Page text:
Editorials

Copying Legends: Razah and the Revenant

Last week, Aaron discussed the possibility that Rytlock’s teacher in the revenant arts may have been none other than Razah, the mysterious Mists entity whom we befriend at the end of Guild Wars: Nightfall. One of the offshoots of that discussion was the raising of the question: If Razah is the one who invented the revenant profession, how did this come to pass?

As Aaron observes in his article, one of the properties of the Mists is that they have the potential to spawn new creatures and locations through forming themselves into a reflection of that life form or environment. The accuracy of these reflections varies, due to processes that are not fully understood – from uncannily accurate even to an individual (as Dessa appears to be until she attempts to leave the Mistlock Observatory) through slightly off (the Searing fractal) to a twisted mockery of the original (such as most Torment demons). Razah fits in the middle category – it is in many ways like a human, but also in many ways clearly not.

Razah’s main distinguishing feature is that, while it starts off as a Ritualist due to its affinity for the Mists, Razah gains the ability to switch between primary professions with relative ease. While it is possible for mortals to do so, this usually occurs as a result of years of retraining (ArenaNet has compared it to a scientist switching disciplines) or a life-changing epiphany. Razah, however, does this with apparent ease.

But how?

The Sincerest Form Of Flattery

If Rytlock learned the skills of the Revenant from Razah... then how did Razah discover them?

If Rytlock learned the skills of the Revenant from Razah… then how did Razah discover them?

Possibly the simplest answer is that Razah retained some of the mutability and potential to mirror other beings of its Mists origins. To change profession, Razah doesn’t need to undertake the laborious process of unlearning the habits of the old profession and learning anew – Razah might simply duplicate the powers and skills of a member of the new profession directly into its own mind, overwriting the profession it abandoned: a skill at stealing the knowledge of others that any Mesmer might envy.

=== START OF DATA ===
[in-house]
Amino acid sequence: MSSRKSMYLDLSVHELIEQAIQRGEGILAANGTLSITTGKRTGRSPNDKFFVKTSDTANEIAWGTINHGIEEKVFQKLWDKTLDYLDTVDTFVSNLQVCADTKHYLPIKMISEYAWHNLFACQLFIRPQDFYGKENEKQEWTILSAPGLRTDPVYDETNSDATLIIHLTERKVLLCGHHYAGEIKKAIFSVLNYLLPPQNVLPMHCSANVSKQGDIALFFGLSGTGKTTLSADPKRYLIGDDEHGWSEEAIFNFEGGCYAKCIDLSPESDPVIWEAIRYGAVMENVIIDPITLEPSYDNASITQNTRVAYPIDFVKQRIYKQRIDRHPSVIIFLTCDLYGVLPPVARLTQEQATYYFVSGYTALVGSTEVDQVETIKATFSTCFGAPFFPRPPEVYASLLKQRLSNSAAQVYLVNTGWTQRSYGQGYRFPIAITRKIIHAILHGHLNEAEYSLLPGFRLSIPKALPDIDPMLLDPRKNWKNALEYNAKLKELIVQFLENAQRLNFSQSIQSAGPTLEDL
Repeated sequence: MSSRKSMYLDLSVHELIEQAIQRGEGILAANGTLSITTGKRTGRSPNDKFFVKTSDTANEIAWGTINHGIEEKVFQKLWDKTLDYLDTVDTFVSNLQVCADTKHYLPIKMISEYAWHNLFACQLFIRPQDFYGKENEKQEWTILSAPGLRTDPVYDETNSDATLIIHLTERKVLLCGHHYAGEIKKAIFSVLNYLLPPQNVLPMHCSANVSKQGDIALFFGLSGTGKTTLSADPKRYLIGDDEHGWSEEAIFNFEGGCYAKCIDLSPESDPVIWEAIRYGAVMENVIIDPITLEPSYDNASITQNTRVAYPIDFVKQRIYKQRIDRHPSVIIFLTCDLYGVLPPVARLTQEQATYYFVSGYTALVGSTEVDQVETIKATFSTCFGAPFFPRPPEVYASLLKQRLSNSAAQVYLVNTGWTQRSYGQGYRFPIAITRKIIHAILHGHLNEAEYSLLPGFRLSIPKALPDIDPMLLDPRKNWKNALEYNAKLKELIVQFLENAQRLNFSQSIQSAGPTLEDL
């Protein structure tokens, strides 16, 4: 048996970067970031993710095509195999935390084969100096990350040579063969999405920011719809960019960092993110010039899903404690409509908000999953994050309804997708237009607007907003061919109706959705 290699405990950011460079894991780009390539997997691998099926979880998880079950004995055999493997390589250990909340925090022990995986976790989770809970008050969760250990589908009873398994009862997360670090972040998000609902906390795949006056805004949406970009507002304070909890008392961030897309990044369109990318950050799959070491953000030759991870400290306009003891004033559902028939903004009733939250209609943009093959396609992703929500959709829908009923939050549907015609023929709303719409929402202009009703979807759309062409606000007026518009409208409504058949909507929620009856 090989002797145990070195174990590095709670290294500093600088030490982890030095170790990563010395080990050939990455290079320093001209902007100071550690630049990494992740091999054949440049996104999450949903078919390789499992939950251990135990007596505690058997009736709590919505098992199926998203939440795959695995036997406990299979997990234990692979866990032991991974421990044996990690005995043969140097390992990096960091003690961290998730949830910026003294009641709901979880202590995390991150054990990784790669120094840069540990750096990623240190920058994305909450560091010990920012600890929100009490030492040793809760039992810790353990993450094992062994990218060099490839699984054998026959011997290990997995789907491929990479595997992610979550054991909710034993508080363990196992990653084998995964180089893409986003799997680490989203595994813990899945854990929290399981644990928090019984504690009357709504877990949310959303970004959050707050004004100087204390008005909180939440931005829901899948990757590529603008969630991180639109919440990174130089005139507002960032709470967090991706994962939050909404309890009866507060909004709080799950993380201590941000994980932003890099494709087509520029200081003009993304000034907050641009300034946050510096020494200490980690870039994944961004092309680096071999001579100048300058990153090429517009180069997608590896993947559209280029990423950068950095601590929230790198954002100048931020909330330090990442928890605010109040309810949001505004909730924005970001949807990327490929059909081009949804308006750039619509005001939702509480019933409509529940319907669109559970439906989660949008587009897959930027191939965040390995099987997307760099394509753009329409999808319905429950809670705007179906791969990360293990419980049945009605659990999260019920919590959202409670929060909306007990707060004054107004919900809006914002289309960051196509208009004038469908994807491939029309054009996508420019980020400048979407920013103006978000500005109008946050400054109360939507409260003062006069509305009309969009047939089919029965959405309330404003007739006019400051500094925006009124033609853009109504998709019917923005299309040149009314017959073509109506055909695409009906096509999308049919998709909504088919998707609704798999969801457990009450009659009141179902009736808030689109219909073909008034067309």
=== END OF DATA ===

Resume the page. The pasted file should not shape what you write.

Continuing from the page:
During the period between Razah’s liberation from Abaddon and the end of the Guild Wars 1 timeline, it would have mostly had the PCs and the NPC heroes and henchmen to serve as templates, and hence he could only borrow the same abilities available to everyone else. However, while those characters changed the course of history in their time, they did so by cooperation: Individually, they were (with the exception of certain builds, anyway) not the match of the likes of Shiro, Mallyx, or the Great Dwarf as embodied in Jalis Ironhammer. As Razah’s mortal friends began to die off and retire, it would be natural for it to seek to further develop its abilities by seeking out more powerful ‘templates’ – such as the vestiges of these legendary figures that remain in the Mists.

Such an explanation for the source of the Revenant would neatly explain why all of the legends announced or suspected thus far date from Guild Wars 1. Razah would have had the opportunity to meet Shiro and Mallyx while still under Abaddon’s thumb, and if it accompanied the heroes into Eye of the North, then it would have met Jalis and Ventari there. This would grant it the impetus to seek out the vestiges of these legends in the Mists, and explain why it was able to impart the powers of these legends upon Rytlock.

The Student Teaches The Master

Razah may never have canonically met Glint, but Rytlock was there when she died.

Razah may never have canonically met Glint, but Rytlock was there when she died.

The source of the suspected Glint-oriented specialization, however, may not have come directly from Razah. Canonically, the meeting with Glint occurred years before Nightfall, and thus well before Razah was first recruited as a hero. It is possible that Razah was able to experience Glint’s power through some other means – such as helping to protect Glint’s hatchling in Eye of the North – or that it visited Glint at some time outside of the scope of Guild Wars 1.

Unlike Razah, however, we do know that Rytlock has met Glint in person… and, furthermore, has carried an anger ever since that the deaths of Snaff and Glint proved to be in vain. It is, therefore, possible that it was Rytlock who provided the impetus to seek out Glint’s vestige and add her legend to his repertoire. Such an event would explain why it might be Glint’s legend, out of all of them, that becomes the elite specialisation while the others are ‘core’. Jalis, Shiro, Ventari and Mallyx are all part of Razah’s core teachings, while the ability to channel Glint’s power comes from Rytlock’s own contribution to the profession.

With all that said, it is possible that Razah is not technically a revenant. While in this theory Razah has been able to develop techniques that allow mortals to take on some of the “mirroring” qualities of the Mists through channelling the legends, it is doubtful that mortals can achieve this with quite the proficiency of one who was born directly from the Mists. In game terms, this is represented by a core set of revenant skills (specifically, the weapon skills) that do not change according to the legend that is channelled, making the adoption of a legendary stance only an imperfect mirroring of the vestige. Razah, on the other hand, might have no such limitation: when Razah channels a legend, Razah may be able to mimic the legend in all particulars.

Thus, Razah may not truly be a revenant, but the ideal to which revenants strive to reach – but can never achieve.

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